Iran has some of the toughest antidrug laws in the world, with authorities handing out the death sentence to offenders trafficking or possessing as little as 30 grams of hard drugs like heroin or cocaine.
So it was a major turnaround when the parliament and the Guardians Council, the powerful clerical body that must approve all proposed legislation, abolished the death penalty for some drug-related crimes.
The amendments to the law, which came into effect on November 14, increase the threshold for the use of the death penalty. Capital punishment is reserved for those charged with trafficking 2 kilograms of hard drugs or more than 50 kilograms of cannabis or opium. The death sentence still applies for repeat offenders and lethal drug-related offences.
The changes to the decades-old laws -- expected to curb the number of executions in the Islamic republic, which has one of the highest rates of capital punishment in the world -- have been driven by both international and domestic factors.
President Hassan Rohani, a relative moderate who is early in his second term, has pledged to bring about a general "openness" in Iran, but his efforts to open up political and social space have been contained by hard-liners in the clerical system: the supreme leader, the judiciary, and the Islamic Revolutionary Guards Corps (IRGC).
"The Rohani government wants to show some movement on social and political issues, and so it has pushed the drugs case," says Scott Lucas, an Iran specialist at Birmingham University in Britain and editor of the EA World View website. "With Rohani being constrained on so many political and social questions, it raised the incentive to give him a political win."
Ali Vaez, a senior Iran analyst at the International Crisis Group (ICG), says the move is a "volte-face" and could give Iran an image boost abroad, where it has been accused by Washington of egregious rights violations and by the United States and Mideast rivals of sponsoring terrorism, and has come under pressure over its ballistic-missile program.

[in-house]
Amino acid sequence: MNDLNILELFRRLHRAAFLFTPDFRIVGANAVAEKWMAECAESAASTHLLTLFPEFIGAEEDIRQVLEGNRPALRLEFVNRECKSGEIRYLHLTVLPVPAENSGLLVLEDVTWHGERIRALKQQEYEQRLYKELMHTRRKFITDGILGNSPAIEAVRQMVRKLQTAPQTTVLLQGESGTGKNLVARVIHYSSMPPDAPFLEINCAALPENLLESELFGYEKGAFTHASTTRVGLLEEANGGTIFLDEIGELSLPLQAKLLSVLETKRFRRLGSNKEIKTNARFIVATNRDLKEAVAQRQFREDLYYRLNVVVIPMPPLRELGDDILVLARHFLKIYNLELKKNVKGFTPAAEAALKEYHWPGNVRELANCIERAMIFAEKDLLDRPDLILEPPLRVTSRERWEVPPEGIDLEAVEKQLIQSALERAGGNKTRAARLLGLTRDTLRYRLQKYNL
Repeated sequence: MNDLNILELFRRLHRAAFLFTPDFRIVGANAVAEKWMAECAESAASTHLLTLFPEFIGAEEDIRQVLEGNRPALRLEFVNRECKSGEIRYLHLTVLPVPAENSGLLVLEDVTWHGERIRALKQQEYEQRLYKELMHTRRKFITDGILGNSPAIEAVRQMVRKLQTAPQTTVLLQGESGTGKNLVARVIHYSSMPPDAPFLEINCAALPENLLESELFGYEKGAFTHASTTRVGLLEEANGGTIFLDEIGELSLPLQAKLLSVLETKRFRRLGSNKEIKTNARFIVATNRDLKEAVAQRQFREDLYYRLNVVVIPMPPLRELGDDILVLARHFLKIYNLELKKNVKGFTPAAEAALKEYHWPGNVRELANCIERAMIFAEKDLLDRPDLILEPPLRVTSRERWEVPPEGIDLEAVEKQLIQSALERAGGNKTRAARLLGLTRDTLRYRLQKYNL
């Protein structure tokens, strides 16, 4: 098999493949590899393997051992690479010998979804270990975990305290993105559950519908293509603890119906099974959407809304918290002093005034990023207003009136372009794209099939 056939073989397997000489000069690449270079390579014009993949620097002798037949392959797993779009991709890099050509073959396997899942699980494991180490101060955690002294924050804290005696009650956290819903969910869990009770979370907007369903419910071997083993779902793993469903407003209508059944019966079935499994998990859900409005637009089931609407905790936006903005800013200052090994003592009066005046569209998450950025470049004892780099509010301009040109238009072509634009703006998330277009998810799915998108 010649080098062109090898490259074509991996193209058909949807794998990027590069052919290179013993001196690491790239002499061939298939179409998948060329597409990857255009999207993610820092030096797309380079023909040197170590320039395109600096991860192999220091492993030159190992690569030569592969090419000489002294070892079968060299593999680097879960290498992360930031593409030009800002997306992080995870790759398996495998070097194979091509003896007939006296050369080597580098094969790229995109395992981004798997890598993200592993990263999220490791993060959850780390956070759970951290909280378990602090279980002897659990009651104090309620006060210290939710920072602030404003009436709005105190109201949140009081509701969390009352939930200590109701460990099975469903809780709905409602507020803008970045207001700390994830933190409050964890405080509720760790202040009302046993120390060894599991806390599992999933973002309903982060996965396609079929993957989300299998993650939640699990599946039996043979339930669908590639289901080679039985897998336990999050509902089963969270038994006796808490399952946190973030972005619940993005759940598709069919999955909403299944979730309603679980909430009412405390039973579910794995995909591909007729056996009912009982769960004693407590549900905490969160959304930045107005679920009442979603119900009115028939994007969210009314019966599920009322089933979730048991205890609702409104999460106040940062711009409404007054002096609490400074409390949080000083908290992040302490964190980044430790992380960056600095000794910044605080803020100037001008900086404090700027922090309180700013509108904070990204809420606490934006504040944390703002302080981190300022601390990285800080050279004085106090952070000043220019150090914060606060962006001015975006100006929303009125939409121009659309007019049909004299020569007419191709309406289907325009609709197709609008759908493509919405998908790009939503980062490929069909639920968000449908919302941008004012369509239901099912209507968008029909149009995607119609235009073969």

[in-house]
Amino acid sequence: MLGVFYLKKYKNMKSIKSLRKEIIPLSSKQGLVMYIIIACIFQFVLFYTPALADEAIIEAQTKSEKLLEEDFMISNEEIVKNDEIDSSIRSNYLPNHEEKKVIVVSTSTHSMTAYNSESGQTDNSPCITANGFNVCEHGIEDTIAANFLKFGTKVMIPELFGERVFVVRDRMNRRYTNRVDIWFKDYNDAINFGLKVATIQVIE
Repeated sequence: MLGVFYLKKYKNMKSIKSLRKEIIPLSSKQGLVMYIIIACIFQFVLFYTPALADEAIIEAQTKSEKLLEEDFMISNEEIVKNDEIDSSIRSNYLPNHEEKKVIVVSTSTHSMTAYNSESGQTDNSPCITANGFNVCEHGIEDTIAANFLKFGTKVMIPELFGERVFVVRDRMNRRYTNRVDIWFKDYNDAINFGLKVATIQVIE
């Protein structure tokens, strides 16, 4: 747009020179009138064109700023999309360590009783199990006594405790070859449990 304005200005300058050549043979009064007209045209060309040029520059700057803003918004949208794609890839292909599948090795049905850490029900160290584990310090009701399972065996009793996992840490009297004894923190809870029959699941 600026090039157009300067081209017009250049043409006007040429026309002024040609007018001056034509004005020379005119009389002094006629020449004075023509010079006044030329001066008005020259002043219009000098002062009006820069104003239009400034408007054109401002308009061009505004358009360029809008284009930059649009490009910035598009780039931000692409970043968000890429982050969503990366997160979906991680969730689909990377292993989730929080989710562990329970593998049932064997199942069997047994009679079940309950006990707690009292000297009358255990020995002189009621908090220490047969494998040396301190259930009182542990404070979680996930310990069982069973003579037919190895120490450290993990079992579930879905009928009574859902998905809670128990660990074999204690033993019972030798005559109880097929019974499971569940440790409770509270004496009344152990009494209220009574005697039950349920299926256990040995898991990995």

"The government would surely welcome any measure that could counter the broad campaign by Iran's adversaries to further demonize it," Vaez says.
There have been growing calls in Iran to ease the use of capital punishment for drug-related offenses. Critics say the extensive use of the death penalty -- including frequent mass hangings that the public is encouraged to attend -- has done little to stop drug use and trafficking in the country, which is on a major transit route for drugs smuggled from Afghanistan.
"[There's a] realization by the Iranian authorities that executions have not been an effective solution to drug trafficking," says researcher Tara Sepehri Far of Human Rights Watch (HRW), which opposes the death penalty. "Several Iranian officials have also spoken about the negative impact of executions on families."
In November 2016, Hassan Nowruzi, a spokesman for the parliament's Judicial Committee, said 5,000 people were on death row for drug-related offenses, the majority of them aged 20-30. He said most were first-time offenders.
A month earlier, more than 150 lawmakers in the 290-member legislature called for a halt to the execution of petty drug traffickers. Lawmakers also suggested that capital punishment should be abolished for those who become involved in drug trafficking out of desperation or poverty.
In August, Mohammad Baqer Olfat, the deputy head of the judiciary's department for social affairs, said the death penalty had not deterred drug trafficking; in fact, he said, it was on the rise. Rather than the death penalty, he suggested, traffickers should be given long prison terms with hard labor.
Iran has been under mounting international pressure to curb its executions. Human rights groups say Iran executed at least 567 people in 2016 and nearly 1,000 in 2015, including a number of migrants from Afghanistan, where the majority of illicit drugs come into Iran. Iranian officials said 70 percent of all executions in the country were for drug-related offenses.
While HRW's Far says it is "disappointing" that the changes do not abolish the death penalty for all nonviolent drug offenses, the move is a "step in the right direction that can potentially save hundreds from death row."
"The sustained international pressure by human rights organizations and UN bodies about the alarming rate of executions in [Iran] has definitely had an impact," Far added.
Magdalena Mughrabi, deputy Middle East and North Africa director at Amnesty International (AI), which is staunchly anti-death-penalty, said that although the changes "may contribute to a drop in the number of executions, it will still condemn scores of people every year to the gallows for offenses that must never attract the death penalty under international law."
Afghan officials and human rights groups have been among the most vocal in calling for reform to Iran's antidrug laws. Thousands of Afghans involved in the illicit narcotics trade have ended up in Iranian prisons and have been executed. Afghanistan is the world's largest producer of opium, which is used to make heroin, and Iran is a major transit route for the drug to western Asia and Europe.